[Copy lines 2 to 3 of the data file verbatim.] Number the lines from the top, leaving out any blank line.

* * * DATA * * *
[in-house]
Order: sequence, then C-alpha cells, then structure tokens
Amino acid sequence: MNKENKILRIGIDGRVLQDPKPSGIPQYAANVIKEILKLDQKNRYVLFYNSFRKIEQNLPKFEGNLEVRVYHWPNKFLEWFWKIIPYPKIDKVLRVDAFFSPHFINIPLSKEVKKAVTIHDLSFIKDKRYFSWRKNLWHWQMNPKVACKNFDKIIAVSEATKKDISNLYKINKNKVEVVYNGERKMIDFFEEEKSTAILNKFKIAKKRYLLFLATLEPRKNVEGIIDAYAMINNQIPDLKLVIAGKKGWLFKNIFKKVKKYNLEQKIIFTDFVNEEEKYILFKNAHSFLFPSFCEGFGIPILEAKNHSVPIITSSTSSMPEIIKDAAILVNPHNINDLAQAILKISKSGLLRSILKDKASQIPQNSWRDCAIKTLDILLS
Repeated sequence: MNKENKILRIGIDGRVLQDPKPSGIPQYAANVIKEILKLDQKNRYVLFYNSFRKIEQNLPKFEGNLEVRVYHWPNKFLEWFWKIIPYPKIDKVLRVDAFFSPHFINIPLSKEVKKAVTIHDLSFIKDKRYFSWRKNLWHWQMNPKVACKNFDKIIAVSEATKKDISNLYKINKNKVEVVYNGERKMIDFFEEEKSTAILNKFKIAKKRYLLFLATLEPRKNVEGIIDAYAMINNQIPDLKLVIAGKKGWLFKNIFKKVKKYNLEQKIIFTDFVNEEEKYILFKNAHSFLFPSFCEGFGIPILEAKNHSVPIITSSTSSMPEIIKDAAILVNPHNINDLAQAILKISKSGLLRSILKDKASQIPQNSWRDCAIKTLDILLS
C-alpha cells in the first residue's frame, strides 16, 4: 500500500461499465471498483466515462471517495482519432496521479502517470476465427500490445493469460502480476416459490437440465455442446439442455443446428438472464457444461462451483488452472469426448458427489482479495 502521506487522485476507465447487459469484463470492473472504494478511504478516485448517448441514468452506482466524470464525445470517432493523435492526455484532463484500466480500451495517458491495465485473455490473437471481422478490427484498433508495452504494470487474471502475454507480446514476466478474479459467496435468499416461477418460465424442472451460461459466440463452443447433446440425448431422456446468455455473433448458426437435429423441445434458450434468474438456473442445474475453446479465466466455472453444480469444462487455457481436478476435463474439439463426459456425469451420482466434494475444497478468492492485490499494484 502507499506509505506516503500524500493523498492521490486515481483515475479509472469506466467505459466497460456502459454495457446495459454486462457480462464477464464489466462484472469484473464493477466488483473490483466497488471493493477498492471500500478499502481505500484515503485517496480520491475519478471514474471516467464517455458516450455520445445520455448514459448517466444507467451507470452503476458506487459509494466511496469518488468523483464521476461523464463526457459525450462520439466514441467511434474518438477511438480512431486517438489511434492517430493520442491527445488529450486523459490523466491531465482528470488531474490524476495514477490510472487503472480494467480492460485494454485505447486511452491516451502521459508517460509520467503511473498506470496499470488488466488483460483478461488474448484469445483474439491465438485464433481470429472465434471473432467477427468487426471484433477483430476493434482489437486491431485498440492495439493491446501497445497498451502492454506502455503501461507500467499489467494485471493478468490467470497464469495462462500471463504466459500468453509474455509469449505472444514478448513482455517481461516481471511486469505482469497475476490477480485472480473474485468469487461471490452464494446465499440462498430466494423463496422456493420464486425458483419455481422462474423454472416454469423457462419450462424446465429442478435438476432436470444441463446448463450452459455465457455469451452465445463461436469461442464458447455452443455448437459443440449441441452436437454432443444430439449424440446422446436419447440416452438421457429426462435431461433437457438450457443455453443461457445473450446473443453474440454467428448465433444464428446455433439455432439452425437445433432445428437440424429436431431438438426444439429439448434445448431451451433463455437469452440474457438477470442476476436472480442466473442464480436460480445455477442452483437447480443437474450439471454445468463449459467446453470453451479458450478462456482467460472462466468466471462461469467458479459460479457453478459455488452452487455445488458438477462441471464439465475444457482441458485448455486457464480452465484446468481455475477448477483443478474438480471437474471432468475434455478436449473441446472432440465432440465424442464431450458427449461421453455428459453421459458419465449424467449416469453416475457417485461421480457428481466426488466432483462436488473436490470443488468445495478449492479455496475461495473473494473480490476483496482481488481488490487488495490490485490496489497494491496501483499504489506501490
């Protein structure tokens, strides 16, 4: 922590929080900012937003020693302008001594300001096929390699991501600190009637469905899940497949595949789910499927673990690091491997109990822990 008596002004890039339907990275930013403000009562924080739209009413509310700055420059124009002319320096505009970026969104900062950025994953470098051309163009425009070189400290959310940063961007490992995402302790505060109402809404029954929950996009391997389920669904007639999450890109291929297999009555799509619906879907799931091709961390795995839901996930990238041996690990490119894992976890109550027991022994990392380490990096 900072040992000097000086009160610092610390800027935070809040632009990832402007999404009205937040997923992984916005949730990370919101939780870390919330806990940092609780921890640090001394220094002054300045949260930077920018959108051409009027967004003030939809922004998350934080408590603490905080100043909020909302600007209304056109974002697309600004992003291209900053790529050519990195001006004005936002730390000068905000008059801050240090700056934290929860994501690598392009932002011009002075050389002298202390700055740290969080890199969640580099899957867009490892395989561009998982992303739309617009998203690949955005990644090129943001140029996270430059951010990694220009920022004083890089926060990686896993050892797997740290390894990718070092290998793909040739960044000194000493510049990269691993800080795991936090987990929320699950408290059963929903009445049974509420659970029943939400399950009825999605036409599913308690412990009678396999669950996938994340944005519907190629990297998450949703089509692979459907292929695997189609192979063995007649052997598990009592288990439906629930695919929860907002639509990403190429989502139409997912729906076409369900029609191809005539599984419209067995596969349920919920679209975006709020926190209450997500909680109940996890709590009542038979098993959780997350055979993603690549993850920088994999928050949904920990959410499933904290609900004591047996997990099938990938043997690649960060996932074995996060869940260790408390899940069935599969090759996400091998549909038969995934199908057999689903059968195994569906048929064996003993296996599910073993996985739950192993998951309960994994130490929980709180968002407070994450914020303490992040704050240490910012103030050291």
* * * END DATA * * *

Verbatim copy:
Order: sequence, then C-alpha cells, then structure tokens
Amino acid sequence: MNKENKILRIGIDGRVLQDPKPSGIPQYAANVIKEILKLDQKNRYVLFYNSFRKIEQNLPKFEGNLEVRVYHWPNKFLEWFWKIIPYPKIDKVLRVDAFFSPHFINIPLSKEVKKAVTIHDLSFIKDKRYFSWRKNLWHWQMNPKVACKNFDKIIAVSEATKKDISNLYKINKNKVEVVYNGERKMIDFFEEEKSTAILNKFKIAKKRYLLFLATLEPRKNVEGIIDAYAMINNQIPDLKLVIAGKKGWLFKNIFKKVKKYNLEQKIIFTDFVNEEEKYILFKNAHSFLFPSFCEGFGIPILEAKNHSVPIITSSTSSMPEIIKDAAILVNPHNINDLAQAILKISKSGLLRSILKDKASQIPQNSWRDCAIKTLDILLS